What’s the biggest challenge p4c faces, nowadays?
"Without question the biggest challenge is time availability: both time availability for teachers to be able to do the necessary training in P4C and availability on the timetable for the children to be able to practice it. The curriculum is overly focused on the acquisition of knowledge and insufficiently focused on ways of thinking about the implications and consequences of that knowledge."
Can you give the teachers and the parents some kid of advice to help them deal with the children’s questions?
"For me the most important thing is to surface the concepts behind the question. By doing this explicitly, the questions become richer and the children have better hooks to use in their enquiry into the question. I found that a useful technique was to ask each student to identify a single concept from the stimulus and then to write them all up on a whiteboard. You can then ask the students to include at least one of these concept words in their proposed question. A second useful technique is then to group these questions on Phil Cam’s question quadrant, and to ask how the group could adapt the questions to make them more philosophical. You wouldn't want to do this every time as it can take up quite a lot of the session, but it is a useful technique to develop in some sessions."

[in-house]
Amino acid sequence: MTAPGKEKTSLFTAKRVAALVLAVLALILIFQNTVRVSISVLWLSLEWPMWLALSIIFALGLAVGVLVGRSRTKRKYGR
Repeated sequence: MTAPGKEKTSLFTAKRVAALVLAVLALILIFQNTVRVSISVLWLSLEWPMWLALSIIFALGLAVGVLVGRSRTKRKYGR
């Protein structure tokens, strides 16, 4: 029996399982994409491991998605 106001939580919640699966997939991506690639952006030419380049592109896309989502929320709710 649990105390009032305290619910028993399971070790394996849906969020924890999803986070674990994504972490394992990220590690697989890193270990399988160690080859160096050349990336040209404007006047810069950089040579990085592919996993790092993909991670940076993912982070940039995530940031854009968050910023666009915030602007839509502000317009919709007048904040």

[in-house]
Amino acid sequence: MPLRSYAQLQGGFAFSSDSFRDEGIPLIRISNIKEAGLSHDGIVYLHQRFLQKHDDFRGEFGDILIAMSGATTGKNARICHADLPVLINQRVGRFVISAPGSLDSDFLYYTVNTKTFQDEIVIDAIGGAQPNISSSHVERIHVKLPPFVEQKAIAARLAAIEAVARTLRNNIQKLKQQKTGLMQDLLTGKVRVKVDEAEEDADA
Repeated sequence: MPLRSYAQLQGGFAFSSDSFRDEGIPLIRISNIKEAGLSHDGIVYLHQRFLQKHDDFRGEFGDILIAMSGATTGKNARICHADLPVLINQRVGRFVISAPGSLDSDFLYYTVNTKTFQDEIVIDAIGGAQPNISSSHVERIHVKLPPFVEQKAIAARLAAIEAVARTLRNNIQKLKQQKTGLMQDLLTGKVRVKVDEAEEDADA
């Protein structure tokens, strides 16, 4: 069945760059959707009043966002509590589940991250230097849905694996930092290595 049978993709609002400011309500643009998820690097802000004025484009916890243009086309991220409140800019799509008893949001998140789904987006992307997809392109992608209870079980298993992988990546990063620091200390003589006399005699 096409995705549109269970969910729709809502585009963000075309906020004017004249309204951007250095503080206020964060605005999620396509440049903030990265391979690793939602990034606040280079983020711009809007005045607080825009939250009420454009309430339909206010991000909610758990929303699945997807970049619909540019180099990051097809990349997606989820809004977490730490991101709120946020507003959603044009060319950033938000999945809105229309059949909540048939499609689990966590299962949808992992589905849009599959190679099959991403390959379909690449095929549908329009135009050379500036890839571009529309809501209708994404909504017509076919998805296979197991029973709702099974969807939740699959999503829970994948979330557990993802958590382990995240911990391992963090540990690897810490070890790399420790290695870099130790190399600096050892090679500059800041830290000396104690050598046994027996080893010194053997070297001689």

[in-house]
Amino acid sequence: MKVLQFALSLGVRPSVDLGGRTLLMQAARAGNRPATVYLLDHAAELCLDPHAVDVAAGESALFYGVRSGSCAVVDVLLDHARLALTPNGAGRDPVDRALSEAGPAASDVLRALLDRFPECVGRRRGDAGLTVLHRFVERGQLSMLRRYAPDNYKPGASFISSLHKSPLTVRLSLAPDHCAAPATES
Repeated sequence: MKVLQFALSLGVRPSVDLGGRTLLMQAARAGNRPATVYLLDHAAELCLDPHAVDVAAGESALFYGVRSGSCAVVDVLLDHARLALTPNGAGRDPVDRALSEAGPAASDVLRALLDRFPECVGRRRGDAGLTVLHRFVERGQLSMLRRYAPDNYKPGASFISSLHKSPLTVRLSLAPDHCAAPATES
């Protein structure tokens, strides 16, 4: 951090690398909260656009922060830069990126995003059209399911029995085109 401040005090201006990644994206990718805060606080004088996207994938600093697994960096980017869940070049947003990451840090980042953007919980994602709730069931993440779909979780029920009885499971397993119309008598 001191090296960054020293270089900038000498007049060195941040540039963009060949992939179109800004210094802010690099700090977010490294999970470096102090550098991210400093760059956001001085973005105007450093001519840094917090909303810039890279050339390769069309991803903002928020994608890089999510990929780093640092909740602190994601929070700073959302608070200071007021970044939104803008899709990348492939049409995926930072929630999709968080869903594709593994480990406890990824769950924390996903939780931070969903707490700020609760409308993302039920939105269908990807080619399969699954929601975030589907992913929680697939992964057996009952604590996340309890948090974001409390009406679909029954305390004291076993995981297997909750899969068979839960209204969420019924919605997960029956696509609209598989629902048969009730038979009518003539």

Did the children ever surprise you with a question? Can you share that question with us? "Yes they did, and by most standards you would not call it a philosophical question. I used a stimulus about video gaming hoping that the question might look at issues of actual versus virtual reality. However the question that came up was: “Which is better? The Xbox or a PlayStation 4?
I thought the session was likely to be a disaster until we started to enquire into ways in which the class could make a judgement about the question. This led to a consideration of the criteria on which one could make that judgement and the evidence and information that would be needed to do the assessment. In my view, that was a great example of metacognition.
There was no doubt that for that particular group of boys, this question did indeed prove central, common and contestable. According to the definitions that SAPERE offers in its training, that made it a philosophical question. Unsurprisingly the class never reached a consensus on the answer – although a few on the boys did waver on their original convictions."